AGGREGATE DEMAND AGGREGATE SUPPLY AND THE PHILIPS CURVE
The model of aggregate demand and aggregate supply provides an easy explanation for the menu of possible outcomes described by the Phillips curve. The Phillips curve simply shows the combinations of inflation and unemployment that arise in the short run as shifts in the aggregate-demand curve move the economy along the short-run aggregate-supply curve. As we saw in the preceding two chapters, an increase In the aggregate demand for goods and services leads, m the short run, to a larger output of goods and services and a higher price level. Larger output means greater employment and, thus, a lower rate of unemployment. In addition, whatever the previous year’s price level happened to be, the higher the price level in the current year, the higher the rate of inflation. Thus, shifts in aggregate demand push inflation unemployment in opposite directions in the short run-a relationship illustrated by the Phillips curve.
To see more fully how this works, let’s consider an example. To keep the numbers simple, imagine that price level (as measured, for instance, by the consumer price index) equals 100 in the year 2010. Figure 2 shows two possible outcomes that might occur in the year 2011 depending of the strength of aggregate demand. One outcome occurs if aggregate demand is high, and the other occurs if aggregate demand is low. Panel (a) shows these two outcomes using the model of aggregate demand and aggregate supply. Panel (b) illustrates the same two outcomes using the Phillips curve.
Figure 2 How the Phillips Curve Is Related to the Model of Aggregate Demand and Aggregate Supply
This figure assumes a price level of 100 for the year 2010 and’ charts possible outcomes for the year 201l. Panel (a) shows the model of. aggregate demand and aggregate supply. If aggregate demand is low, the economy is at point A; output is low (7,500), and the price level is low (102). If aggregate demand is high, the economy is at point B; output is high (8,000), and the price level is high (106). Panel (b) shows the implications for the Phillips curve. Point A, which arises when aggregate demand is low. h as high employment (7 percent) and 10″” inflation (2 percent). Point B, which arises when aggregate demand is high. has low unemployment (4 percent) and high inflation (6 percent.
Panel (a) of the figure shows what happens to output and the pence level m the year 201 L If the aggregate demand for goods and services is low, the economy experiences outcome A The economy produces output of 7,500, and the price level IS 102. B)’ contrast If aggregate demand is high, the economy experiences outcome B. Output is 8,000, and the once level IS 106. This IS Just an example of a familiar conclusion: Higher aggregate demand moves the economy an equilibrium with higher output and a higher price level.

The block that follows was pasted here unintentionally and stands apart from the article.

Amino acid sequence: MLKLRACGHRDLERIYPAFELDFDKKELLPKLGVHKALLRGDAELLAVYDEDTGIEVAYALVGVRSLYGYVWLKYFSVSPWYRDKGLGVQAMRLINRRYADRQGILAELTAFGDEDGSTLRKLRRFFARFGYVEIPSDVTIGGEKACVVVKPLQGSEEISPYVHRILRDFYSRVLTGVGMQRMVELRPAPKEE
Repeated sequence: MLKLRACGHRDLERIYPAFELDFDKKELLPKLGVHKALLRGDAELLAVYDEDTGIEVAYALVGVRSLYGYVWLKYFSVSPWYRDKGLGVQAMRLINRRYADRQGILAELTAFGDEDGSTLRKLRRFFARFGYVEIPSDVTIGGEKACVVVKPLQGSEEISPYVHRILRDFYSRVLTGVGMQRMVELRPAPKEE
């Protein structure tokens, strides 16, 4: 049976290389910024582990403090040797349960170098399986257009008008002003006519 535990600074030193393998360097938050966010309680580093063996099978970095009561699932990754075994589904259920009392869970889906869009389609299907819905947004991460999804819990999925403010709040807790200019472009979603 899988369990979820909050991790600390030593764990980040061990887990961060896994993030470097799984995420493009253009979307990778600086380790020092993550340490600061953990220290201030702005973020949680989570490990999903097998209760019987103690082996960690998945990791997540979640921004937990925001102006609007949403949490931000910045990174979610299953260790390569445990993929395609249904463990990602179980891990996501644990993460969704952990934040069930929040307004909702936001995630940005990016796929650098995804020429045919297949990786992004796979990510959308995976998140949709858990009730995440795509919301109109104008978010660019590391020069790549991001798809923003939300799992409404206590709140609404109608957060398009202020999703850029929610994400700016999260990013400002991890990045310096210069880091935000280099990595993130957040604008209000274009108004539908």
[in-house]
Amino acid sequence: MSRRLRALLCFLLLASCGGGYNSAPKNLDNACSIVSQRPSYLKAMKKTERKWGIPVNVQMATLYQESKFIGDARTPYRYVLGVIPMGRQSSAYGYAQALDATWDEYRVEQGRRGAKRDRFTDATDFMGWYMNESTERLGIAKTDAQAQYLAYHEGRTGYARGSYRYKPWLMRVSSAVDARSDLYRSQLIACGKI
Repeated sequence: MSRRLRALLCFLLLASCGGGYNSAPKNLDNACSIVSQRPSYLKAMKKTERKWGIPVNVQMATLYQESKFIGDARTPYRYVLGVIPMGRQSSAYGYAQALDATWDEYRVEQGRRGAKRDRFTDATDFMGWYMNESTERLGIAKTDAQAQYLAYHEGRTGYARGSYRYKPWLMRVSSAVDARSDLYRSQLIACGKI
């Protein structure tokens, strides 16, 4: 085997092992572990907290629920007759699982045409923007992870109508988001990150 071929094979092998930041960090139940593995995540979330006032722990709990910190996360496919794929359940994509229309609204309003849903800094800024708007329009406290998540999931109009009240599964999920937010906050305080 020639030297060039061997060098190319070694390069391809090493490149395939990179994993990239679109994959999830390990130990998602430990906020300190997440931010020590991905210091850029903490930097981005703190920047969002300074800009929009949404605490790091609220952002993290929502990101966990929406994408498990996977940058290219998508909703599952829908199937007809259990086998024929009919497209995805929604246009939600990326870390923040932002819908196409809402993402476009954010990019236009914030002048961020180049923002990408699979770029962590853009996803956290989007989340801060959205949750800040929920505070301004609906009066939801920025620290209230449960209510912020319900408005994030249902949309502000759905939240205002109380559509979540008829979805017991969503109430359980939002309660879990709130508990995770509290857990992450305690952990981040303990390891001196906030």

Panel (b) shows what these two possible outcomes mean unemployment and melanoma. Because firms need more workers when they produce a greater output of goods and services, unemployment is lower in outcome B ‘than in outcome A In this example, when output from 7,500 to 8,00n, unemployment falls from 7 percent to 4 percent Moreover, because the pnce level is higher at outcome B than at outcome A, the inflation rate (the percentage change m the pnce level from the previous year) is also higher. In particular, since the price level was 100 in the year 2010, outcome A has an inflation rate of 2 percent, and outcome B has an inflation rate of 6 percent The two possible outcomes for the economy can be compared either in terms of output and the pnce level (smug the model of aggregate demand and aggregate supply) or in terms of unemployment and inflation (using the Phillips curve).
Because monetary and fiscal policy can shift the aggregate-demand curve, they can move an economy along the Phillips curve. Increases in the money supply, increases in government spending, or cuts in taxes expand aggregate demand and move the economy to a point on the Phillips curve with lower unemployment and higher inflation. Decreases in the money supply, cuts in government spending, or increases in taxes contract aggregate demand and move the economy to a point on the Phillips curve with lower inflation and higher unemployment. In this sense. the Phillip curve offers policymakers a menu of combinations of inflation and unemployment.
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